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13 August 2011

"Lethe" in my flower,

"Lethe" in my flower,
Of which they who drink

In the fadeless orchards

Hear the bobolink!



Merely flake or petal

As the Eye beholds

Jupiter! my father!

I perceive the rose!
                                                   - F 54 (1859)
Divided in two quatrains, the poem contains an epiphany experienced in an almost trance-like state. The first quatrain has the poet contemplating a flower, perhaps inhaling its fragrance. It is as if she sipped from the river of forgetfulness, the Lethe of Greek myth that caused all who drank from it to forget their former lives. The “Lethe” in her flower transports her to that eternal realm where orchards are ‘fadeless’ and the song of the bobolink– Dickinson’s ‘chorister’ in a future poem – can be heard.
The second stanza is full of wonder, the two exclamation points underscoring the excitement of recognition as she is able to perceive on a higher level. What in her everyday life she saw as an assemblage of fragrant petals, to her now awakened or eternal eye becomes the thing entire—the rose. She first cries out to Jupiter in keeping with the earlier classical reference (“Zeus” would have been the appropriate Greek name, but “Jupiter” works better poetically here), then pivots to the more Christian “my father”.
               The poem is a meditation on the art of knowing. It is more Plato than Keats. While Keats contemplated the Grecian Urn and revealed his abstract epiphany about beauty being truth, truth beauty, Plato would have us understand that while we see the shadow or parts of things, the true reality is the ideal form. In this poem Dickinson shows that what is important isn’t the beauty of the flower, although that may be its transporting quality, but the true nature of the flower in its ideal entirety.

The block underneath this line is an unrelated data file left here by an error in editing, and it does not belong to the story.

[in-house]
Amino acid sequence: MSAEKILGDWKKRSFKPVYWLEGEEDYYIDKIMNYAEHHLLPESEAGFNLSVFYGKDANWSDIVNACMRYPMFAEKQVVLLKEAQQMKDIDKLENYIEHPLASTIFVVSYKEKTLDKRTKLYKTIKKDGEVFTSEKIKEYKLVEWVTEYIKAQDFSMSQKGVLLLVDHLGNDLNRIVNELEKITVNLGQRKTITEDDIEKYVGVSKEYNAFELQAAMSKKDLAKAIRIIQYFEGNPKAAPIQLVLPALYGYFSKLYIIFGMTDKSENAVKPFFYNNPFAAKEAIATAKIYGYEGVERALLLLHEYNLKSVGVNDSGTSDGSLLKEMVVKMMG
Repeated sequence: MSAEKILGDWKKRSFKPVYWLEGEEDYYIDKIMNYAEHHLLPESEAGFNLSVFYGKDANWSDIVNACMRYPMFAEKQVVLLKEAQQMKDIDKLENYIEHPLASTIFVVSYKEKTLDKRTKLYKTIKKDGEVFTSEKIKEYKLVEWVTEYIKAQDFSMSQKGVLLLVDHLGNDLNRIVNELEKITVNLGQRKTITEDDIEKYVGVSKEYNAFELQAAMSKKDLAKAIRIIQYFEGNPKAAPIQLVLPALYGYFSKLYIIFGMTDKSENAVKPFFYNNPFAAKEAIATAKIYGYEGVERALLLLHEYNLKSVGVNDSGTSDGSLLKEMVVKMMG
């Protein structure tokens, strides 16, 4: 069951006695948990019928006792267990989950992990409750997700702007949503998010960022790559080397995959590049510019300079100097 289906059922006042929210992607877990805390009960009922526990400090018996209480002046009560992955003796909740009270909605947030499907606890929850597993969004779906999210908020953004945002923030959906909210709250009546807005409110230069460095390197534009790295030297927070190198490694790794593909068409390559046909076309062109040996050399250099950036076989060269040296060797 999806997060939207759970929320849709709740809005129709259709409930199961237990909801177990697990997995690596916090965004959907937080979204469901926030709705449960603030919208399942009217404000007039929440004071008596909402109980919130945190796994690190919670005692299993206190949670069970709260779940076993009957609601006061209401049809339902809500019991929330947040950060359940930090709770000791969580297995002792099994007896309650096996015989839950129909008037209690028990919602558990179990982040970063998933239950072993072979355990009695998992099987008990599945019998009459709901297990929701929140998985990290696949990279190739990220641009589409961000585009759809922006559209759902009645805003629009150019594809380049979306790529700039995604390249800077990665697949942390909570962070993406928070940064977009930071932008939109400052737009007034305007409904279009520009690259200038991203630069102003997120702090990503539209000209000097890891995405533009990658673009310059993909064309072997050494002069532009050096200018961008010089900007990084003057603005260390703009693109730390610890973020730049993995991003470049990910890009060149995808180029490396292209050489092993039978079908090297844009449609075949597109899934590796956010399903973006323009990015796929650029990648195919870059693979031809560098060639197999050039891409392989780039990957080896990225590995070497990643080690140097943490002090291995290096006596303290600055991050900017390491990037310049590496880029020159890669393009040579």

3 comments:

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  2. Dear Susan: Thanks for this insightful commentary on this twelfth poem in Dickinson's Second Book ("Fascicle"). Yes, this is poem "full of wonder." I feel like it molts out of itself at Line 7 and succeeds in a Beuysian sense of creating around itself a world that is "a question looking to be augmented." Dickinson, again, as she does so often, succeeds in sending us right back to interrogating the mundane. Here the undermining focus is on the ordinary notion that forgetting our lives by drinking Lethe's waters would be a subtraction, a negativity. Dickinson suggests that the dead may enter into a supersensible dimension by drinking in forgetfulness and experience sounds (such as the bobolink's song) that emerge from that drinking. In taking us through this epiphany, Dickinson's realization of the Platonic form of what may be an ideal rose feels, by comparison, stuck in realms connected to the retinal while the dead, relieved of their memories, exhibit a genius for transforming perceptions or perhaps they are the passive recipients of a genius from elsewhere. I look forward to reading more of your comments. All best, Stephen, Ann Arbor.

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    1. I hadn't thought of comparing the two epiphanies: the dead who now can hear bobolink, and the living poet who now sees the rose entire -- the thing itself. It seems fitting. The dead transcend the limits of sensory perception while the poet must needs see things for themselves.

      Thanks for your insightful comment!

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